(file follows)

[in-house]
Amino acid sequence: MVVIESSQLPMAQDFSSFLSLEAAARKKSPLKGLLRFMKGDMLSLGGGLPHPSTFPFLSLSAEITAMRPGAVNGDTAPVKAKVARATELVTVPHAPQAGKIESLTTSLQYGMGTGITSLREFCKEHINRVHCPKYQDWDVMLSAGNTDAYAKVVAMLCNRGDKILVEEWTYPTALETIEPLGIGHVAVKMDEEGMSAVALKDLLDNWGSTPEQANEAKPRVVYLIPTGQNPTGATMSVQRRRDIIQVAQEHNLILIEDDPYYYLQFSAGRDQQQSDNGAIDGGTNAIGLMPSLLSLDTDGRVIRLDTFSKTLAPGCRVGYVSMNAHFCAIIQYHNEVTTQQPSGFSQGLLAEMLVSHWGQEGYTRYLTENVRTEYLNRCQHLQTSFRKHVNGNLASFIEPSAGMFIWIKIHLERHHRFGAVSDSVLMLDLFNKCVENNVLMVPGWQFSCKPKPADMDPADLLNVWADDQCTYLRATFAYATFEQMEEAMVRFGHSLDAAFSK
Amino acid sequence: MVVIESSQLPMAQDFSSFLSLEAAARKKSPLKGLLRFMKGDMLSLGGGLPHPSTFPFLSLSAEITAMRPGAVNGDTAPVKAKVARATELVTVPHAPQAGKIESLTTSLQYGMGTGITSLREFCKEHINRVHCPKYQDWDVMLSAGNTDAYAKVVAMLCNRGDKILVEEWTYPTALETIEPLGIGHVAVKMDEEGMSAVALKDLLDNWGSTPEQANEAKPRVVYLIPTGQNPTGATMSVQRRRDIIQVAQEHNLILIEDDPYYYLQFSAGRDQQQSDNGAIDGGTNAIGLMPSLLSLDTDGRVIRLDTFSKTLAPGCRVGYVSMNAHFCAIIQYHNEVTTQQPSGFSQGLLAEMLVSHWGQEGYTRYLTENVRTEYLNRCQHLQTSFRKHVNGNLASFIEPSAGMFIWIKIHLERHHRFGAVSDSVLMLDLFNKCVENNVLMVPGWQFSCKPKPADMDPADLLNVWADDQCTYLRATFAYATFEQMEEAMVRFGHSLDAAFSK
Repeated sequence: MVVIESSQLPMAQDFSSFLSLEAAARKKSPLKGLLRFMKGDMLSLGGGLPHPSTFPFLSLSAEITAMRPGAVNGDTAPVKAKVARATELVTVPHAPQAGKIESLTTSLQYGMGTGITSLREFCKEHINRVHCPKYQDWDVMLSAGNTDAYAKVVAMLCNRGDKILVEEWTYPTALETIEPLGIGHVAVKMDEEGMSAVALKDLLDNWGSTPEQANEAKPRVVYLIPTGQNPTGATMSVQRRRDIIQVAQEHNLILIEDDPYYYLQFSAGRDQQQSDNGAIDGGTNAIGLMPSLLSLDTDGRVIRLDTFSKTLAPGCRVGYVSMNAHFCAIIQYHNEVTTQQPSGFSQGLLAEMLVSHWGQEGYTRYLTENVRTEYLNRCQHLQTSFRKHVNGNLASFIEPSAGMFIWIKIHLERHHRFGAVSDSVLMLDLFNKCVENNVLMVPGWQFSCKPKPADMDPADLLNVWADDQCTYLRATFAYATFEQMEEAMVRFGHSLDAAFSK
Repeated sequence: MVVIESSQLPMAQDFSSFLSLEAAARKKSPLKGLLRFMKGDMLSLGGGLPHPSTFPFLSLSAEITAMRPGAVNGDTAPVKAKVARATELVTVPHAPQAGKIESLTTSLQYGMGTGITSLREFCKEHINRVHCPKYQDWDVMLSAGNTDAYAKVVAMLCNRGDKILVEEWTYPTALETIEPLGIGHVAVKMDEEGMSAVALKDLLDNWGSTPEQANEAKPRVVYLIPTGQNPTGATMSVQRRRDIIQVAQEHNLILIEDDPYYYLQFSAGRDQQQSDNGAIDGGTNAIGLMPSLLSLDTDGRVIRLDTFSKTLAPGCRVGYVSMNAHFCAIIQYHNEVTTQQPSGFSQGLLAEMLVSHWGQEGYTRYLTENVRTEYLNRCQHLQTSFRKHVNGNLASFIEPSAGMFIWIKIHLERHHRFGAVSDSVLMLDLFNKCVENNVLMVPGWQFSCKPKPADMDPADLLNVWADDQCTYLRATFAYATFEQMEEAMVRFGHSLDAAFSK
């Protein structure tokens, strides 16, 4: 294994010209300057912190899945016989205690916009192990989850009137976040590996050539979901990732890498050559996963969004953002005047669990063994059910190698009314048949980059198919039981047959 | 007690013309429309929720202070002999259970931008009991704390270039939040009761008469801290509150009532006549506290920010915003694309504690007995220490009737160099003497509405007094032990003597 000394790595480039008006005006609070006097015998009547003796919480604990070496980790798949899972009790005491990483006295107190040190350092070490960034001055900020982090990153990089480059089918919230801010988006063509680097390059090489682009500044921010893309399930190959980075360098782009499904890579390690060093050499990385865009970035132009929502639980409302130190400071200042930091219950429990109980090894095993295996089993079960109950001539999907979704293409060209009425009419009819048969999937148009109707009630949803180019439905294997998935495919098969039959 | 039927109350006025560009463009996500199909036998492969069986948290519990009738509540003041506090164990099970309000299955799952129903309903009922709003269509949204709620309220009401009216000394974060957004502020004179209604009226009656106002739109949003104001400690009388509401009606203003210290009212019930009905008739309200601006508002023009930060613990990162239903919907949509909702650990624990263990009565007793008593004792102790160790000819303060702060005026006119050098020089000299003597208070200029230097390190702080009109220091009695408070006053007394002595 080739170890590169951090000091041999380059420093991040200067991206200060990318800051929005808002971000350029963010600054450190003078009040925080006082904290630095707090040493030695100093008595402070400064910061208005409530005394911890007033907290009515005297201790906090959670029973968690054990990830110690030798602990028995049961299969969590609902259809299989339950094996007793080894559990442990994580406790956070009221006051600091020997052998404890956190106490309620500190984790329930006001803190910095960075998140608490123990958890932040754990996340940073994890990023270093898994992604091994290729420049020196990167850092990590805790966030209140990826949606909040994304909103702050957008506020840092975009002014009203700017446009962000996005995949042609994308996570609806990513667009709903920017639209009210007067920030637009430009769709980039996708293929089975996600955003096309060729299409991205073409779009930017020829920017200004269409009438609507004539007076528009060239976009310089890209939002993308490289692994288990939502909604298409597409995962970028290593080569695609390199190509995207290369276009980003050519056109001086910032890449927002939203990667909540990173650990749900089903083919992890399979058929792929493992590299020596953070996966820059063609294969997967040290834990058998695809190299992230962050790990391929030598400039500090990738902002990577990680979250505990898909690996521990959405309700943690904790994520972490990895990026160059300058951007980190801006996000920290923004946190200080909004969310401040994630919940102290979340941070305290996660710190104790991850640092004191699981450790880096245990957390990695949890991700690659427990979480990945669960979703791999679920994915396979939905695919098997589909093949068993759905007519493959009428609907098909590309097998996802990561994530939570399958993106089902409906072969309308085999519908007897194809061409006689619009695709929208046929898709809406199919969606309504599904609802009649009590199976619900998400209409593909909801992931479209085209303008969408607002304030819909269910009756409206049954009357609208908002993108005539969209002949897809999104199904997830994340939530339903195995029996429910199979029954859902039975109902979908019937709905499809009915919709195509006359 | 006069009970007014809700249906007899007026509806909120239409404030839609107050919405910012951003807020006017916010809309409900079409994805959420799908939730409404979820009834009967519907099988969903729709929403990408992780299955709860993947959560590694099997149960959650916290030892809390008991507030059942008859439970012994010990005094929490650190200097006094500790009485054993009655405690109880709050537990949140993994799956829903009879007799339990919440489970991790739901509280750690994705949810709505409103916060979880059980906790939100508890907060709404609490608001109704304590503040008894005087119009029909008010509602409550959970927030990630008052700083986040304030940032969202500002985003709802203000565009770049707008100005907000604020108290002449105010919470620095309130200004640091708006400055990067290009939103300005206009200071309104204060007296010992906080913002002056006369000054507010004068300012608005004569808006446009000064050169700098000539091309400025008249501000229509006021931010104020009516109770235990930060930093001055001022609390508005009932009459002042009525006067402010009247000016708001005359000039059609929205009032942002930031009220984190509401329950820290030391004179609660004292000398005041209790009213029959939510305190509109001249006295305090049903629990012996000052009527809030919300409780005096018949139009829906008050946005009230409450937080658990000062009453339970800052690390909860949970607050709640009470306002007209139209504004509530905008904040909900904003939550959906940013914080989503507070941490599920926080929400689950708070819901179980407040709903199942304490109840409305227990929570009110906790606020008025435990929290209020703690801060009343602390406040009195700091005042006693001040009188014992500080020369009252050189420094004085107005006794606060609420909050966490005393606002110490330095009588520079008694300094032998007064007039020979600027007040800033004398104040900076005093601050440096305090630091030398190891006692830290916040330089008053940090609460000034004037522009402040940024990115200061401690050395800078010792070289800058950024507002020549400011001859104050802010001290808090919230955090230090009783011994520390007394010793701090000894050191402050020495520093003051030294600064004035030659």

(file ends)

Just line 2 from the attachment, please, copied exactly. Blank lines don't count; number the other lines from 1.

Amino acid sequence: MVVIESSQLPMAQDFSSFLSLEAAARKKSPLKGLLRFMKGDMLSLGGGLPHPSTFPFLSLSAEITAMRPGAVNGDTAPVKAKVARATELVTVPHAPQAGKIESLTTSLQYGMGTGITSLREFCKEHINRVHCPKYQDWDVMLSAGNTDAYAKVVAMLCNRGDKILVEEWTYPTALETIEPLGIGHVAVKMDEEGMSAVALKDLLDNWGSTPEQANEAKPRVVYLIPTGQNPTGATMSVQRRRDIIQVAQEHNLILIEDDPYYYLQFSAGRDQQQSDNGAIDGGTNAIGLMPSLLSLDTDGRVIRLDTFSKTLAPGCRVGYVSMNAHFCAIIQYHNEVTTQQPSGFSQGLLAEMLVSHWGQEGYTRYLTENVRTEYLNRCQHLQTSFRKHVNGNLASFIEPSAGMFIWIKIHLERHHRFGAVSDSVLMLDLFNKCVENNVLMVPGWQFSCKPKPADMDPADLLNVWADDQCTYLRATFAYATFEQMEEAMVRFGHSLDAAFSK